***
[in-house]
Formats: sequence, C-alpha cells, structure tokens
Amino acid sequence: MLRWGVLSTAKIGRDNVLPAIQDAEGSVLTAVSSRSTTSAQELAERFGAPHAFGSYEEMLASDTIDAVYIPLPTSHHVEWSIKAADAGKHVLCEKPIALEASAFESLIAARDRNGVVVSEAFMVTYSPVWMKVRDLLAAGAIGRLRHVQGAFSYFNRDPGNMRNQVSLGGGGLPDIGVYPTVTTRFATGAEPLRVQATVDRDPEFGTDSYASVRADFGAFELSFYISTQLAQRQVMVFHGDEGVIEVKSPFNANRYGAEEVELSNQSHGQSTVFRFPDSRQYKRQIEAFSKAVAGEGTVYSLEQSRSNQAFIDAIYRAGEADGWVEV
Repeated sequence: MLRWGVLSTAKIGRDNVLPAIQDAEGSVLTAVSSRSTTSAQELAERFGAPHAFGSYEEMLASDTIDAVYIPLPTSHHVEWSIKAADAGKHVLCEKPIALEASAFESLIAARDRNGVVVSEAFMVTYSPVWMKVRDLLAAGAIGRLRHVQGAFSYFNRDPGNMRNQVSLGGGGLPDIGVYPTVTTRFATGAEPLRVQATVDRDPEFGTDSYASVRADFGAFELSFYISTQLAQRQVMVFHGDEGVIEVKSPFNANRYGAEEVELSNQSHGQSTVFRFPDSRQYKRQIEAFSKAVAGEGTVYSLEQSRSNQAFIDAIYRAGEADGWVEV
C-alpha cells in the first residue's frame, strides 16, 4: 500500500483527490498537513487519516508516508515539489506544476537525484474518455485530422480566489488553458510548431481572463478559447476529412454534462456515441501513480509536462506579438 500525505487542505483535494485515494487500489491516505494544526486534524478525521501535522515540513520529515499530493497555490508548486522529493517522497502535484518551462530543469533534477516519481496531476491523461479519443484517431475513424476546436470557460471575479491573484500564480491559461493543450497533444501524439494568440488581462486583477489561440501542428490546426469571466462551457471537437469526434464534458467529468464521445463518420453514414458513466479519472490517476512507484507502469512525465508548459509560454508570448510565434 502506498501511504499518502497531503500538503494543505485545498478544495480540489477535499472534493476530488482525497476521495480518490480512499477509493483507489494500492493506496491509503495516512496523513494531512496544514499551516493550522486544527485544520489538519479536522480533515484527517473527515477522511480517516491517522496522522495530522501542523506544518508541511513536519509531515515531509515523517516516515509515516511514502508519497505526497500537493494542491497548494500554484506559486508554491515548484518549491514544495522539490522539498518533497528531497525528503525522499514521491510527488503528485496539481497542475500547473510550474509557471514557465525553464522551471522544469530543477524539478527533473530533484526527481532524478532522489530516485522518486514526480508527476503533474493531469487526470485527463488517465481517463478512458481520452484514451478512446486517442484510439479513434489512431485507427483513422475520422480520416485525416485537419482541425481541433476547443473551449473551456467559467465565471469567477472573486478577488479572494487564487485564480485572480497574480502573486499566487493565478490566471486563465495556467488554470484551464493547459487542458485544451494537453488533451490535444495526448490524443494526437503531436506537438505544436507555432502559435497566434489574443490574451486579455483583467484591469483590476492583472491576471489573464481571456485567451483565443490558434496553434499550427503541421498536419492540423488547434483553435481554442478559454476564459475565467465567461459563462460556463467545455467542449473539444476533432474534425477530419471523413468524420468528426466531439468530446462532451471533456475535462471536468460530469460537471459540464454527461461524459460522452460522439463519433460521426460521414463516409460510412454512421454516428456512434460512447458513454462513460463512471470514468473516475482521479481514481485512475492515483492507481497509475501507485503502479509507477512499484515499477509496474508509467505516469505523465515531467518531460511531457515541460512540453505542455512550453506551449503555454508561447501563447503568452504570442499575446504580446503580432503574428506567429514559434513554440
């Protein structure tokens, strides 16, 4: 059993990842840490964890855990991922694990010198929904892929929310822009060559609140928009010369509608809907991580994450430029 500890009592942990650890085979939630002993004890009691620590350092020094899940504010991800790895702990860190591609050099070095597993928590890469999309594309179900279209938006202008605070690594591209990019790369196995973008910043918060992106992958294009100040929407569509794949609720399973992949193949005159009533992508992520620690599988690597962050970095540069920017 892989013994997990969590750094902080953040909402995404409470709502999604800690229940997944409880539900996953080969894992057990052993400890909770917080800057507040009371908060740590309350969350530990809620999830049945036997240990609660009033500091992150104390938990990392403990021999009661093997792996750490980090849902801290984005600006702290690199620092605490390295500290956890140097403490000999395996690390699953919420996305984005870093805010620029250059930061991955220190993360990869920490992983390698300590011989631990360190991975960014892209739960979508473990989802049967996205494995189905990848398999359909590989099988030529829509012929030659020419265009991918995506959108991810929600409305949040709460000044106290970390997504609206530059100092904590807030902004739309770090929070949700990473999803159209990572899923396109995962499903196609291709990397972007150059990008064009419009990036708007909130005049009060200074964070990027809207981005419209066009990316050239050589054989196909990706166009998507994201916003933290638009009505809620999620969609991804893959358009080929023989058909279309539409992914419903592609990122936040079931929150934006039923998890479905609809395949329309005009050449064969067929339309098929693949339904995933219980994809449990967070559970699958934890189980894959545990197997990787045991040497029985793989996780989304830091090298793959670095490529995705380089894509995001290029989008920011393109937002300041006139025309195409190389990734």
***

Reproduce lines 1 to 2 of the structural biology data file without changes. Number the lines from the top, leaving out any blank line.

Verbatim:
[in-house]
Formats: sequence, C-alpha cells, structure tokens